Ok, enough of my rambling. I'll give some of my own personal credits of examples of all of this. I'm not saying any of the following examples are right or wrong though, this isn't all of the games I have worked on, and the timeframes are off the top of head so they should be in the general ball park but will probably be off a bit.

Sin - I first started working at Ritual when they were finishing up the original Sin. Jumping in on the programming in the last month of a project isn't terribly bright, so I mostly helped out by testing for the last month or so of the project. I worked a lot of hours in this month and played all of the way through Sin WAY too many times in that time. I don't have credits in Sin. Do I deserve them for 1 month of work?

Heavy Metal: FAKK2 - Other than a little bit of the initial design phase, I worked on the entire project (~2 years). My primary focus was AI, but I also worked on a lot of other systems here and there. I do have credit in Heavy Metal. I'm not going to ask if I deserve credit on this one, but do I deserve the same credit as everyone else? However, in the strategy guide, Ritual isn't mentioned in the credits (which is strange since they have their logo on the front cover). I'm not mentioned anywhere even though I did all of the AI in the game that they are giving tips for. Do I deserve credits in the strategy manual?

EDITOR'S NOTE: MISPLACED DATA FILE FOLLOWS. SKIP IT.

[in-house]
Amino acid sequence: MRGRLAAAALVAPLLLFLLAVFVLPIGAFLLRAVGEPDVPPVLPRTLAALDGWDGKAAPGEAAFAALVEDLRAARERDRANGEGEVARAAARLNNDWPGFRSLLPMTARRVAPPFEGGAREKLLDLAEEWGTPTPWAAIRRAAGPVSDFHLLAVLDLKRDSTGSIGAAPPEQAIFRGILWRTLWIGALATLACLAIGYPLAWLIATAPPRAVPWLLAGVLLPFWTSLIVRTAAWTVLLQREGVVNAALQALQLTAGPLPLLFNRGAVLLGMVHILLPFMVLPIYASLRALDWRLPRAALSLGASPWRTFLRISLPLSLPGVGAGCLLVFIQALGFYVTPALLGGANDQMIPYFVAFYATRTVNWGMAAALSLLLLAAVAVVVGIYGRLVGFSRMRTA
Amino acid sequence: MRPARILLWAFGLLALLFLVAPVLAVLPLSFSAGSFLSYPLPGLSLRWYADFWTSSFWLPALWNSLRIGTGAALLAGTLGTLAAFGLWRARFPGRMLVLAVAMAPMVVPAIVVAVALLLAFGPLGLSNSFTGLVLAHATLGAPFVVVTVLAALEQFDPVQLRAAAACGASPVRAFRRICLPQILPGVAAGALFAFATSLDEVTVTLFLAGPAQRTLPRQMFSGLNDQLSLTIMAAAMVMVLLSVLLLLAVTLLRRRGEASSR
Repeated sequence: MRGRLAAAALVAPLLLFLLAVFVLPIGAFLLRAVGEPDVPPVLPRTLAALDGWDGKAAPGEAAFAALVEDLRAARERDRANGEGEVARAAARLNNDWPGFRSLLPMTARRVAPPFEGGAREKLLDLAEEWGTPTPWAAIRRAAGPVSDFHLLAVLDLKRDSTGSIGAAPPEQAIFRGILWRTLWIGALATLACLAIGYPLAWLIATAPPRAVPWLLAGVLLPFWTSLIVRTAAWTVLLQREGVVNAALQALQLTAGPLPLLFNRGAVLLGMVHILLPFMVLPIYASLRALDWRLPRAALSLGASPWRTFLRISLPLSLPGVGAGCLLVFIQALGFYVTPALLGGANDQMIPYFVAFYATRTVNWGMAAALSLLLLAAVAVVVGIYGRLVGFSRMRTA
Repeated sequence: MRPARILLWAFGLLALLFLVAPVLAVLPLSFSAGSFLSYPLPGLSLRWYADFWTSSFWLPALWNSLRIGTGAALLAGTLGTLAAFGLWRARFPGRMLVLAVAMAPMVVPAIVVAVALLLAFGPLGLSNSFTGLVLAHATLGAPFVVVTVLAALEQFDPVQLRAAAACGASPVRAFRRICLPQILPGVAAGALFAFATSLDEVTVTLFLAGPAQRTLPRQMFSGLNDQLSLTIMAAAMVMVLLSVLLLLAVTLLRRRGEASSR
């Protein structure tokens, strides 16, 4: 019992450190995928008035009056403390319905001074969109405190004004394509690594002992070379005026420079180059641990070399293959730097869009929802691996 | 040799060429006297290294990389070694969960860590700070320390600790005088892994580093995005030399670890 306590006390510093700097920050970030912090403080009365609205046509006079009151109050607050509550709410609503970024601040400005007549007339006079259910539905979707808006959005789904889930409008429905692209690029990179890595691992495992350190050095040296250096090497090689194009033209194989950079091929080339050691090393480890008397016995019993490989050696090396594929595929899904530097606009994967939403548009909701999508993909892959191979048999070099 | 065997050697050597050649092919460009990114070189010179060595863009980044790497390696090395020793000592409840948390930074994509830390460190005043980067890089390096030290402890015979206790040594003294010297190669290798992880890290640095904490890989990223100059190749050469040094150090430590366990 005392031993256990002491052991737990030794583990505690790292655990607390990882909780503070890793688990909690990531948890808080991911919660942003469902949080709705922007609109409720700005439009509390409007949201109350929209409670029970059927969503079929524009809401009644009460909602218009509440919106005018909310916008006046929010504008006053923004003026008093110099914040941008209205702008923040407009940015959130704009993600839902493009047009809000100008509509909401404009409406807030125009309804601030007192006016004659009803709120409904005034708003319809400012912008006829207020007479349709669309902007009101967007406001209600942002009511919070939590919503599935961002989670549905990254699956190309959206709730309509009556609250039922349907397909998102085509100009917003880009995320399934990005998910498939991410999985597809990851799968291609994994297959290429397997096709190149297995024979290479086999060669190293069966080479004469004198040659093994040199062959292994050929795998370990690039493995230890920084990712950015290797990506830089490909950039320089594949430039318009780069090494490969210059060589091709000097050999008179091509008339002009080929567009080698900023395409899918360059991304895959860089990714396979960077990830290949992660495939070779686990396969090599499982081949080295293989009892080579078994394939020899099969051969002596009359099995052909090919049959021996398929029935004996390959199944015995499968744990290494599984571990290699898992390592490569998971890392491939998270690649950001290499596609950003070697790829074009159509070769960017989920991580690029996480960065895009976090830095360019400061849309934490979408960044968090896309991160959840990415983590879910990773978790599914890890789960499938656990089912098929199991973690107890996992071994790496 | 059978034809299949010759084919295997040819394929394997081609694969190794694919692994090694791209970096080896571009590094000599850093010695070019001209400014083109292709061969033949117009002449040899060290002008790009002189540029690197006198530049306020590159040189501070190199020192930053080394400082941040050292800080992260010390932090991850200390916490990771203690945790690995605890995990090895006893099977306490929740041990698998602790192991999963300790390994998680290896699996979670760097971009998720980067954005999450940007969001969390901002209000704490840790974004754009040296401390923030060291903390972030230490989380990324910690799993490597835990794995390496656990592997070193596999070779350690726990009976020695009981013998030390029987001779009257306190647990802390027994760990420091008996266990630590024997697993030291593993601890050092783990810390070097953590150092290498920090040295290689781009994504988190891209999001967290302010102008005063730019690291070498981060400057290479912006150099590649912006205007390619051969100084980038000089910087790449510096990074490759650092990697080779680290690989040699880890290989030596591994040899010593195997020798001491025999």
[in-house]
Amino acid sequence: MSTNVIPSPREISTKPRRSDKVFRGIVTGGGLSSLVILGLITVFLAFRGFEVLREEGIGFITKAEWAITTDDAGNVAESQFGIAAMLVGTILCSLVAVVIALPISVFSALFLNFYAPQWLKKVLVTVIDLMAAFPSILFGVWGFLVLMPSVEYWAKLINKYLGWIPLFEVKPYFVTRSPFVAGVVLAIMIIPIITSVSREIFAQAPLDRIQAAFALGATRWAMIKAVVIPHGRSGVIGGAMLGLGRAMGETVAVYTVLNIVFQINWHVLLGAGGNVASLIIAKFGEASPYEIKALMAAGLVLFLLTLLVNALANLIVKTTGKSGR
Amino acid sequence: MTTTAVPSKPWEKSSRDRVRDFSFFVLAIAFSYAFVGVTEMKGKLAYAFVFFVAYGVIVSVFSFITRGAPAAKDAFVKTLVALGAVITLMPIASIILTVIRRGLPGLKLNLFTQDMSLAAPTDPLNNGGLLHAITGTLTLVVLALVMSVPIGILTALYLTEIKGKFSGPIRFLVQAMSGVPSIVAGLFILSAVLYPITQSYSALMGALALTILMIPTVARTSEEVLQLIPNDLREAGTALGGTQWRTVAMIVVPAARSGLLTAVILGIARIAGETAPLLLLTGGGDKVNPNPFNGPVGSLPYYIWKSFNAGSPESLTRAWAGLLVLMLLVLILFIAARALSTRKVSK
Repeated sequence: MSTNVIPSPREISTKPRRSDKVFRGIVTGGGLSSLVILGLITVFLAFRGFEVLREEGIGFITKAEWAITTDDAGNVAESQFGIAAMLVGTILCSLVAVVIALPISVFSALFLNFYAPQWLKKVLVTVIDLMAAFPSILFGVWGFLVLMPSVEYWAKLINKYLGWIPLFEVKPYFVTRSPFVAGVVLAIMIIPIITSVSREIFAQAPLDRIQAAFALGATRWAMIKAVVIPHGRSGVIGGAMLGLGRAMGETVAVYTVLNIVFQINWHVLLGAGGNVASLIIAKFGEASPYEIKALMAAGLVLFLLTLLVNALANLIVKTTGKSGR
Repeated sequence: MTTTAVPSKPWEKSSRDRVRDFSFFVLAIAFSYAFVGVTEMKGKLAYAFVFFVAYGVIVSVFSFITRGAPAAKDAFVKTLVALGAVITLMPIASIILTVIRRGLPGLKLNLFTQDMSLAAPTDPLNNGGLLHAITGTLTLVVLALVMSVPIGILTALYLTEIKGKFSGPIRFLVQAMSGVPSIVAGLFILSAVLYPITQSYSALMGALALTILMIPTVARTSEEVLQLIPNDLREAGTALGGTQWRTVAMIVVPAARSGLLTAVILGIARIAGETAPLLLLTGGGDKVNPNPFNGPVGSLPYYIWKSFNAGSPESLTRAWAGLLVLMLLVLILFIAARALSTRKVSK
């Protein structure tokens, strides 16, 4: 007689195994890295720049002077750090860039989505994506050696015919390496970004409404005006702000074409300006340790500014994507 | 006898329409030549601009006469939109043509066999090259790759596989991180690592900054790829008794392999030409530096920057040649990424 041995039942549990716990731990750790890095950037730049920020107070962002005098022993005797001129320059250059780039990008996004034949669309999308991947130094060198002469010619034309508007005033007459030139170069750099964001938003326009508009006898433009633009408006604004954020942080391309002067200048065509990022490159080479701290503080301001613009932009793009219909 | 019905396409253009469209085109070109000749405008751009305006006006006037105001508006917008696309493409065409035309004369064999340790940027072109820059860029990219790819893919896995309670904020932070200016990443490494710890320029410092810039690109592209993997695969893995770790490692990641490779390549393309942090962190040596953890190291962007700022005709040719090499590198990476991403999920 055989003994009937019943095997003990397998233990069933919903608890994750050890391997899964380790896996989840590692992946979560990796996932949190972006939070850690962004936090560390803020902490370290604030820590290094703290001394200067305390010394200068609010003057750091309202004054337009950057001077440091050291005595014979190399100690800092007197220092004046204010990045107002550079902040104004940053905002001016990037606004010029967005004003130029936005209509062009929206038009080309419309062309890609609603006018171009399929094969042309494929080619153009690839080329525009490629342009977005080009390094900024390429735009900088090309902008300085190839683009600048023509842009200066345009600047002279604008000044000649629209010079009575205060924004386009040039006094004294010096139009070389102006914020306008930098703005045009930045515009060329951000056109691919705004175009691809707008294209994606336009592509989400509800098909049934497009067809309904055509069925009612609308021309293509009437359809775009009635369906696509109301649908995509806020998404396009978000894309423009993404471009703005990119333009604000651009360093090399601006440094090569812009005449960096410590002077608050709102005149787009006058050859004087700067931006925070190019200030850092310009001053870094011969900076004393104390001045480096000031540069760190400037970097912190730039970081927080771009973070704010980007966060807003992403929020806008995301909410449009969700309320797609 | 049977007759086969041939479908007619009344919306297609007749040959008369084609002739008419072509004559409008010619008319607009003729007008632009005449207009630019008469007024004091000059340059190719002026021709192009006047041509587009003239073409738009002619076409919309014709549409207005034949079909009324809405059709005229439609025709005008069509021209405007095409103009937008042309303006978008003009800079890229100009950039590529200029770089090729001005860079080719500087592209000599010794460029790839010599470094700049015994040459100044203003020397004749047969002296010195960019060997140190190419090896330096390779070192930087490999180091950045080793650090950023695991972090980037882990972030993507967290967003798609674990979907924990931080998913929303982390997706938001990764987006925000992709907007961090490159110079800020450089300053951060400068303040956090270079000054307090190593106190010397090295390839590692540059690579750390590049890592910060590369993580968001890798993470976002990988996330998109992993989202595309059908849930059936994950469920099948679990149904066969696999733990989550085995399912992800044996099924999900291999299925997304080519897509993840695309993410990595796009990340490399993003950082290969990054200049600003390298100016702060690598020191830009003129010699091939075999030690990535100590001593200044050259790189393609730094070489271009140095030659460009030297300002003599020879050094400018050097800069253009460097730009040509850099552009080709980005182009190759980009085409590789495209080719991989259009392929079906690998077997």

Delta Force: Black Hawk Down - This was an expansion pack that Ritual did for the Black Hawk Down game. I was supposed to be the one programmer on the project, but we never got the source code for the project so my contributions to the game were mostly minor technical support. I have credits in the game. Do I really deserve credit?

Blair Witch: Volume 3 - I came in late on this project and only worked on it for a couple months. I do have credit on BW3. Do I deserve credit for 2 months of programming? Ah, but this case gets a little more interesting. The programming side of the project was failing badly and wasn't going to finish. Me and another programmer came in at the last minute, worked a lot of hours, and saved the programming side of the project. Now given that, do I deserve credit?

Elite Force 2 - I was one of only a few people that was on this project from start to finish and worked on this game for 2 years or so. I was the lead programmer on the project and the technical director for Ritual at the time. I have credits in EF2 (in 3 places actually). Do I deserve to have my name in 3 places? As a side note, I have credits in the same list as Patrick Stewart which is kind of cool.

There is another problem with credits that my personal experience shows. I have worked on many game projects that were cancelled for various reasons (none of which I had any control over) but I get no credits for this. So should the person that worked on a game for a month that shipped get credit whereas someone that works on a game for a year that got cancelled through no fault of their own not get credit? Of course, it's hard to give credit for a non-shipping game. :)

Anyways, just food for thought. This for some reason ended up a lot longer than I was expecting. If you are still reading, I hope you enjoyed this at least. :)